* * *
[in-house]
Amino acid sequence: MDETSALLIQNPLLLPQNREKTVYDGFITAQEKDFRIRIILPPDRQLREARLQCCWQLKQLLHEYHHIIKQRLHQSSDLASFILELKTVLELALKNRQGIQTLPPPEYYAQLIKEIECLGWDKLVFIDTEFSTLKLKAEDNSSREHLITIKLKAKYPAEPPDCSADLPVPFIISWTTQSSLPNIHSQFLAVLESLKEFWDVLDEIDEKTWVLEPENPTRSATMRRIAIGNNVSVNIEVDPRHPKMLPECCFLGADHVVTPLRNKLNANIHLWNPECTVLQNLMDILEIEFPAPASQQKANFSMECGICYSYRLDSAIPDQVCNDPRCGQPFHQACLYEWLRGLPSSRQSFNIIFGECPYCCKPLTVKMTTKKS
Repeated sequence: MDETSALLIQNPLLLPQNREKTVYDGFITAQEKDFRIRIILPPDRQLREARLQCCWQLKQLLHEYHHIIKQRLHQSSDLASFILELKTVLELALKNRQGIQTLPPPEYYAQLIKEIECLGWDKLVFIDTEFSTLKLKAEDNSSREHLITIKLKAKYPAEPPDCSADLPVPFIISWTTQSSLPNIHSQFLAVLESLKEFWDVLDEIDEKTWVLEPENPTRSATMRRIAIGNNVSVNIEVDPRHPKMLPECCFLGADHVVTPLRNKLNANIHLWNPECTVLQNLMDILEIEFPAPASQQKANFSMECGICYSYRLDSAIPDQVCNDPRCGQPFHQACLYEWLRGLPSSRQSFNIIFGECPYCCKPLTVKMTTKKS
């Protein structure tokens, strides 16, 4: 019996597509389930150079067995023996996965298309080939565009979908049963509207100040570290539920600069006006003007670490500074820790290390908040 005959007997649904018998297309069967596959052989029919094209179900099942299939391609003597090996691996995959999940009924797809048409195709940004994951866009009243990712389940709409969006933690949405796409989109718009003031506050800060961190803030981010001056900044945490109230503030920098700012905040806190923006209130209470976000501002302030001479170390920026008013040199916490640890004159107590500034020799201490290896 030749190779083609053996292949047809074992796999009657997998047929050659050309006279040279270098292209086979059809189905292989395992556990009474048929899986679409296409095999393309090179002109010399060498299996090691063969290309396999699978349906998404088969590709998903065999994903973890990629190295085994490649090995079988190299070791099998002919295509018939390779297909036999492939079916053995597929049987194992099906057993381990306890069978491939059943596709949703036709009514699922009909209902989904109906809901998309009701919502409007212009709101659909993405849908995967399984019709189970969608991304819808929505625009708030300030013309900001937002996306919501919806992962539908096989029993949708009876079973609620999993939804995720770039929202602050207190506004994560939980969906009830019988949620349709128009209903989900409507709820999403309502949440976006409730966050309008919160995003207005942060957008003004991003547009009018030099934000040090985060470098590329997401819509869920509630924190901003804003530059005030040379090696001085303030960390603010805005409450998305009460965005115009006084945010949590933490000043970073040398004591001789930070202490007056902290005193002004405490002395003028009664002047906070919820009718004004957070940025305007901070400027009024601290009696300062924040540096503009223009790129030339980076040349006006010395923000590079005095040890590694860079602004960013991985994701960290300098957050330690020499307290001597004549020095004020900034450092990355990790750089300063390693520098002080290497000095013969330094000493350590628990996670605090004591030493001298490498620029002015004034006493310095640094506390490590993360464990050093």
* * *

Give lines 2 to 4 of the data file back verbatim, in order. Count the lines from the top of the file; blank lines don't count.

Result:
Amino acid sequence: MDETSALLIQNPLLLPQNREKTVYDGFITAQEKDFRIRIILPPDRQLREARLQCCWQLKQLLHEYHHIIKQRLHQSSDLASFILELKTVLELALKNRQGIQTLPPPEYYAQLIKEIECLGWDKLVFIDTEFSTLKLKAEDNSSREHLITIKLKAKYPAEPPDCSADLPVPFIISWTTQSSLPNIHSQFLAVLESLKEFWDVLDEIDEKTWVLEPENPTRSATMRRIAIGNNVSVNIEVDPRHPKMLPECCFLGADHVVTPLRNKLNANIHLWNPECTVLQNLMDILEIEFPAPASQQKANFSMECGICYSYRLDSAIPDQVCNDPRCGQPFHQACLYEWLRGLPSSRQSFNIIFGECPYCCKPLTVKMTTKKS
Repeated sequence: MDETSALLIQNPLLLPQNREKTVYDGFITAQEKDFRIRIILPPDRQLREARLQCCWQLKQLLHEYHHIIKQRLHQSSDLASFILELKTVLELALKNRQGIQTLPPPEYYAQLIKEIECLGWDKLVFIDTEFSTLKLKAEDNSSREHLITIKLKAKYPAEPPDCSADLPVPFIISWTTQSSLPNIHSQFLAVLESLKEFWDVLDEIDEKTWVLEPENPTRSATMRRIAIGNNVSVNIEVDPRHPKMLPECCFLGADHVVTPLRNKLNANIHLWNPECTVLQNLMDILEIEFPAPASQQKANFSMECGICYSYRLDSAIPDQVCNDPRCGQPFHQACLYEWLRGLPSSRQSFNIIFGECPYCCKPLTVKMTTKKS
């Protein structure tokens, strides 16, 4: 019996597509389930150079067995023996996965298309080939565009979908049963509207100040570290539920600069006006003007670490500074820790290390908040 005959007997649904018998297309069967596959052989029919094209179900099942299939391609003597090996691996995959999940009924797809048409195709940004994951866009009243990712389940709409969006933690949405796409989109718009003031506050800060961190803030981010001056900044945490109230503030920098700012905040806190923006209130209470976000501002302030001479170390920026008013040199916490640890004159107590500034020799201490290896 030749190779083609053996292949047809074992796999009657997998047929050659050309006279040279270098292209086979059809189905292989395992556990009474048929899986679409296409095999393309090179002109010399060498299996090691063969290309396999699978349906998404088969590709998903065999994903973890990629190295085994490649090995079988190299070791099998002919295509018939390779297909036999492939079916053995597929049987194992099906057993381990306890069978491939059943596709949703036709009514699922009909209902989904109906809901998309009701919502409007212009709101659909993405849908995967399984019709189970969608991304819808929505625009708030300030013309900001937002996306919501919806992962539908096989029993949708009876079973609620999993939804995720770039929202602050207190506004994560939980969906009830019988949620349709128009209903989900409507709820999403309502949440976006409730966050309008919160995003207005942060957008003004991003547009009018030099934000040090985060470098590329997401819509869920509630924190901003804003530059005030040379090696001085303030960390603010805005409450998305009460965005115009006084945010949590933490000043970073040398004591001789930070202490007056902290005193002004405490002395003028009664002047906070919820009718004004957070940025305007901070400027009024601290009696300062924040540096503009223009790129030339980076040349006006010395923000590079005095040890590694860079602004960013991985994701960290300098957050330690020499307290001597004549020095004020900034450092990355990790750089300063390693520098002080290497000095013969330094000493350590628990996670605090004591030493001298490498620029002015004034006493310095640094506390490590993360464990050093």